To guard those relics ne’er to be restored.
Curst be the hour when from their isle they roved,
And once again thy hapless bosom gored,
And snatch’d thy shrinking gods to northern climes abhorred!”

And now you know more about some of the attractions of the beautiful edifice of the Instituto Nacional in Panama City, Panama and its Italian roots.  Good Day.

For the last two years I’ve been studying the fundamentals of photography, before I start to shoot out of the box.  Meanwhile I will keep myself “In the box”.

They say photography has rules, but I think that they are more like general guidelines to aid you in taking decent pictures.  If you don’t feel comfortable using them, you can always experiment and break them.

“What I am trying to say is this: Before you can think out of the box, you have to start with a box.

We need to learn the basics of our craft. If you understand the traditional craftsmanship, that is—when speaking about photography—the technical aspect of handling the camera, understanding composition, having thorough knowledge about light’s influence on a photo, and being familiar with the visual language of photography; only then do you achieve full freedom to express your intentions with a photograph.

Some believe learning the traditional craftsmanship will limit their artistic voice. However, I do not agree to that perception. As I see it, knowing will only make you freer—as long as you do not let those old rules confine your creativity. It can actually—and most likely will—become a resource for expressing your artistic intent.”

The following images were composed using “The Rule of Thirds” which is a general guideline in traditional photography.  It works this way.  You draw an imaginary grid on your camera’s screen with two horizontal lines and two vertical lines.  Where these lines intersect, is the ideal spot to place your subject.  People normally place them in the center of the screen, which is not a good idea.  The eye will usually look for the sweet spots described above.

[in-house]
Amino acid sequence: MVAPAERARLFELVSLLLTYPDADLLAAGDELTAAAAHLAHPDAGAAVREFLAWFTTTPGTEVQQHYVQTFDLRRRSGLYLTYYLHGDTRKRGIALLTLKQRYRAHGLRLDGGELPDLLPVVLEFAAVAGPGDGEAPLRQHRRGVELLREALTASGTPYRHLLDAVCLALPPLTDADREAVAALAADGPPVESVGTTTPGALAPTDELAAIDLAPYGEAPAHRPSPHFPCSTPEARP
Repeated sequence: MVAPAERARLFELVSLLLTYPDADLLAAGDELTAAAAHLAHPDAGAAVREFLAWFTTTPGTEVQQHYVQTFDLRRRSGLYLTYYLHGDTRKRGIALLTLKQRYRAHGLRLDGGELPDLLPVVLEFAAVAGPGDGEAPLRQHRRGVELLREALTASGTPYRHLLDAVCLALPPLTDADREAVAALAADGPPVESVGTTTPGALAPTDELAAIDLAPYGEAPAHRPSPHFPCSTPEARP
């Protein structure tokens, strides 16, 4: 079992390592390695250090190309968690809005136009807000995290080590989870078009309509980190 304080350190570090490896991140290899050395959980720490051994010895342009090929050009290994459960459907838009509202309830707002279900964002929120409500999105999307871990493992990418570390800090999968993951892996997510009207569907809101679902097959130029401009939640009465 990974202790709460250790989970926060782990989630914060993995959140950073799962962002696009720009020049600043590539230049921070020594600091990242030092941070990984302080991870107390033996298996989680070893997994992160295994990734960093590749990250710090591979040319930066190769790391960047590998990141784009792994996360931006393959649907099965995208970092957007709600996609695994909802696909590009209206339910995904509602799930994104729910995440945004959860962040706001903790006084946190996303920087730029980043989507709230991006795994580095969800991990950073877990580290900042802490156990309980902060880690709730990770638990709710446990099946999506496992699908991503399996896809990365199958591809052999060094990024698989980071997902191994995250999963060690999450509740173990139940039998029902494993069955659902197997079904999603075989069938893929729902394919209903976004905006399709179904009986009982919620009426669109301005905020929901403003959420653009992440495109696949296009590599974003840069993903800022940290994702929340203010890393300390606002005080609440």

This shot was taken at the Pedestrian Street in downtown Panama City, Panama.  As soon as I saw this gracious woman, I knew my day was made.  I love the combination of red and black clothing.  The woman had a beautiful skin, attractive clothes and walked with grace.  I hope you enjoy these shots as much as I did when I pressed the shutter button.  Now and then I still take brief looks at this refined woman who walks like a queen.

Photo by ©Omar Upegui R.

Photo by ©Omar Upegui R.

I will say right up front however, that rules are meant to be broken and ignoring this one doesn’t mean your images are necessarily unbalanced or uninteresting. However a wise person once told me that if you intend to break a rule you should always learn it first to make sure your breaking of it is all the more effective!

Photographs taken with a Fuji X-30 mirrorless camera in P-Mode and handheld.  Good Day.

The digital revolution and the ubiquitous cellphone camera has given rise to a very visual culture.  In this day and age, everybody is a photographer.  Photography has been democratized, it is now available to everybody with a dirt cheap cellphone.

Where are we headed?  Today the chief victims of the cameraphone are the manufacturers of point-and-shoot cameras.  If the trend continues, and I think it will, the P&S cameas will follow the way of the Dodo.